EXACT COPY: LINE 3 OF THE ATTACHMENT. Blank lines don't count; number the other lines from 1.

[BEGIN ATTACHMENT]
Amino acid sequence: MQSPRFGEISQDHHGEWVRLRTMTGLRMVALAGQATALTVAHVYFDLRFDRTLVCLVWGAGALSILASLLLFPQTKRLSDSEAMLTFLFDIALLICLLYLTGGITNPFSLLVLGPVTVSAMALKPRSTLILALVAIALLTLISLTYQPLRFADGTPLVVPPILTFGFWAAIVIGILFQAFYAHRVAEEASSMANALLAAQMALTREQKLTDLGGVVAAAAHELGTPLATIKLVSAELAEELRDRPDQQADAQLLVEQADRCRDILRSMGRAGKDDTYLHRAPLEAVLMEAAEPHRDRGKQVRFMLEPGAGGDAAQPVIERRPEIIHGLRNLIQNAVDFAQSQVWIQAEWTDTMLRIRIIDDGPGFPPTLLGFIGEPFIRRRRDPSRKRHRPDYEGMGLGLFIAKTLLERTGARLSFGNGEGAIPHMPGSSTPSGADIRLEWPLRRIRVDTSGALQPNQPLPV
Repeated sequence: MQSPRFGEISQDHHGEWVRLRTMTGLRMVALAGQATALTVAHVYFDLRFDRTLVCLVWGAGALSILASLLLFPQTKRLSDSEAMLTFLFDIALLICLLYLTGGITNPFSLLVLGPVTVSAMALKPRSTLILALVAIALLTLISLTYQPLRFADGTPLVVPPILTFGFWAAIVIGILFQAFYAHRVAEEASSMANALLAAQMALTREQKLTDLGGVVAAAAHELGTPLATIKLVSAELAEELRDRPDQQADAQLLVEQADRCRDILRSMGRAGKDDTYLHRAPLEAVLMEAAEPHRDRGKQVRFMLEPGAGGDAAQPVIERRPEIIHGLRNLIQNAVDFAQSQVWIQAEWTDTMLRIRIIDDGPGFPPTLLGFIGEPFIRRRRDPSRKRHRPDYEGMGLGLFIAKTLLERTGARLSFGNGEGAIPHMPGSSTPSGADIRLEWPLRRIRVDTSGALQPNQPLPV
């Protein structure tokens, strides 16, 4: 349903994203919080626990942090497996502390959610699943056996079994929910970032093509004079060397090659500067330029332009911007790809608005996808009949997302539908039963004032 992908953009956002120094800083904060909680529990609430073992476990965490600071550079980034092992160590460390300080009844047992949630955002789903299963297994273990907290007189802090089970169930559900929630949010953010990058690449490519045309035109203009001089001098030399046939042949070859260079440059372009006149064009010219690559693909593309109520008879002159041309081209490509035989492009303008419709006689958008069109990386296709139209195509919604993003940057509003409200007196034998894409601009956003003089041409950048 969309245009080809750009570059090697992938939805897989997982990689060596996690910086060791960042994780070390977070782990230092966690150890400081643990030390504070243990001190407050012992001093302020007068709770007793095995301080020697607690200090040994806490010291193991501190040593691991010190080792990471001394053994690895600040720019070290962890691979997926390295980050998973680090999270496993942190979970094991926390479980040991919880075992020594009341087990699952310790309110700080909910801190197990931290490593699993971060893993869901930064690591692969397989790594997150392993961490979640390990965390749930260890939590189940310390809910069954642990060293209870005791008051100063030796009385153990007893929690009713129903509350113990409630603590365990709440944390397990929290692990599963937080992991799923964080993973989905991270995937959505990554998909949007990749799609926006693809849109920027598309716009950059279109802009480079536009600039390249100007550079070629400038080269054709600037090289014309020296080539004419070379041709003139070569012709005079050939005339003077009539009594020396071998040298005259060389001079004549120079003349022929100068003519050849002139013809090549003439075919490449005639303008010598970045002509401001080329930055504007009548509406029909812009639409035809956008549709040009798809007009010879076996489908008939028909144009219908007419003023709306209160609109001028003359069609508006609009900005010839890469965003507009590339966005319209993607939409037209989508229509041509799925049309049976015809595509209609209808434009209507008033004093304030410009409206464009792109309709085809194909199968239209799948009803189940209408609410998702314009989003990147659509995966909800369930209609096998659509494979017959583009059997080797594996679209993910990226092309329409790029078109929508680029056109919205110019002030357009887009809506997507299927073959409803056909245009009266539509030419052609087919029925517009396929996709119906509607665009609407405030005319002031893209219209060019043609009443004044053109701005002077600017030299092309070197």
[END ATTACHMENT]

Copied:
């Protein structure tokens, strides 16, 4: 349903994203919080626990942090497996502390959610699943056996079994929910970032093509004079060397090659500067330029332009911007790809608005996808009949997302539908039963004032 992908953009956002120094800083904060909680529990609430073992476990965490600071550079980034092992160590460390300080009844047992949630955002789903299963297994273990907290007189802090089970169930559900929630949010953010990058690449490519045309035109203009001089001098030399046939042949070859260079440059372009006149064009010219690559693909593309109520008879002159041309081209490509035989492009303008419709006689958008069109990386296709139209195509919604993003940057509003409200007196034998894409601009956003003089041409950048 969309245009080809750009570059090697992938939805897989997982990689060596996690910086060791960042994780070390977070782990230092966690150890400081643990030390504070243990001190407050012992001093302020007068709770007793095995301080020697607690200090040994806490010291193991501190040593691991010190080792990471001394053994690895600040720019070290962890691979997926390295980050998973680090999270496993942190979970094991926390479980040991919880075992020594009341087990699952310790309110700080909910801190197990931290490593699993971060893993869901930064690591692969397989790594997150392993961490979640390990965390749930260890939590189940310390809910069954642990060293209870005791008051100063030796009385153990007893929690009713129903509350113990409630603590365990709440944390397990929290692990599963937080992991799923964080993973989905991270995937959505990554998909949007990749799609926006693809849109920027598309716009950059279109802009480079536009600039390249100007550079070629400038080269054709600037090289014309020296080539004419070379041709003139070569012709005079050939005339003077009539009594020396071998040298005259060389001079004549120079003349022929100068003519050849002139013809090549003439075919490449005639303008010598970045002509401001080329930055504007009548509406029909812009639409035809956008549709040009798809007009010879076996489908008939028909144009219908007419003023709306209160609109001028003359069609508006609009900005010839890469965003507009590339966005319209993607939409037209989508229509041509799925049309049976015809595509209609209808434009209507008033004093304030410009409206464009792109309709085809194909199968239209799948009803189940209408609410998702314009989003990147659509995966909800369930209609096998659509494979017959583009059997080797594996679209993910990226092309329409790029078109929508680029056109919205110019002030357009887009809506997507299927073959409803056909245009009266539509030419052609087919029925517009396929996709119906509607665009609407405030005319002031893209219209060019043609009443004044053109701005002077600017030299092309070197």